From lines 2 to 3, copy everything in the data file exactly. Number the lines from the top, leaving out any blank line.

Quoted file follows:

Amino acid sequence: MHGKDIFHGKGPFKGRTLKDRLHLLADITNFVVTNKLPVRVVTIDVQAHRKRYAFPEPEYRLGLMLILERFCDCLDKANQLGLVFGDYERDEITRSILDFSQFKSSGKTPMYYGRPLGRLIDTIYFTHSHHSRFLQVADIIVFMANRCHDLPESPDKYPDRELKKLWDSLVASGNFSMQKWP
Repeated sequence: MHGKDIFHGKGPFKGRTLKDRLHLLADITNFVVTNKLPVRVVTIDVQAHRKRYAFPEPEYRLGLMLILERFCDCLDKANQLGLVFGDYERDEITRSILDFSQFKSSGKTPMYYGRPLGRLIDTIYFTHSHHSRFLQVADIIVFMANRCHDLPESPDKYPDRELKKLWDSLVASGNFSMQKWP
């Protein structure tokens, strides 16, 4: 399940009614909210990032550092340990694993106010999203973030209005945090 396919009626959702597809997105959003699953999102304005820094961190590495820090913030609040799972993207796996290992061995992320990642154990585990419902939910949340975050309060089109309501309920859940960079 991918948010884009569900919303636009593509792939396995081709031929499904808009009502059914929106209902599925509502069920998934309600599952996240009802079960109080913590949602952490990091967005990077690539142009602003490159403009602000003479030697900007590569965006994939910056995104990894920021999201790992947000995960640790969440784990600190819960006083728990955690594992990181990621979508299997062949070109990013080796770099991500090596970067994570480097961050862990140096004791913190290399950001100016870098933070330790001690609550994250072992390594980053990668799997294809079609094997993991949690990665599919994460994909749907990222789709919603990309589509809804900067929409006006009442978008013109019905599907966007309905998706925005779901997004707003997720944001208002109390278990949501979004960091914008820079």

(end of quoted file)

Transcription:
Repeated sequence: MHGKDIFHGKGPFKGRTLKDRLHLLADITNFVVTNKLPVRVVTIDVQAHRKRYAFPEPEYRLGLMLILERFCDCLDKANQLGLVFGDYERDEITRSILDFSQFKSSGKTPMYYGRPLGRLIDTIYFTHSHHSRFLQVADIIVFMANRCHDLPESPDKYPDRELKKLWDSLVASGNFSMQKWP
């Protein structure tokens, strides 16, 4: 399940009614909210990032550092340990694993106010999203973030209005945090 396919009626959702597809997105959003699953999102304005820094961190590495820090913030609040799972993207796996290992061995992320990642154990585990419902939910949340975050309060089109309501309920859940960079 991918948010884009569900919303636009593509792939396995081709031929499904808009009502059914929106209902599925509502069920998934309600599952996240009802079960109080913590949602952490990091967005990077690539142009602003490159403009602000003479030697900007590569965006994939910056995104990894920021999201790992947000995960640790969440784990600190819960006083728990955690594992990181990621979508299997062949070109990013080796770099991500090596970067994570480097961050862990140096004791913190290399950001100016870098933070330790001690609550994250072992390594980053990668799997294809079609094997993991949690990665599919994460994909749907990222789709919603990309589509809804900067929409006006009442978008013109019905599907966007309905998706925005779901997004707003997720944001208002109390278990949501979004960091914008820079």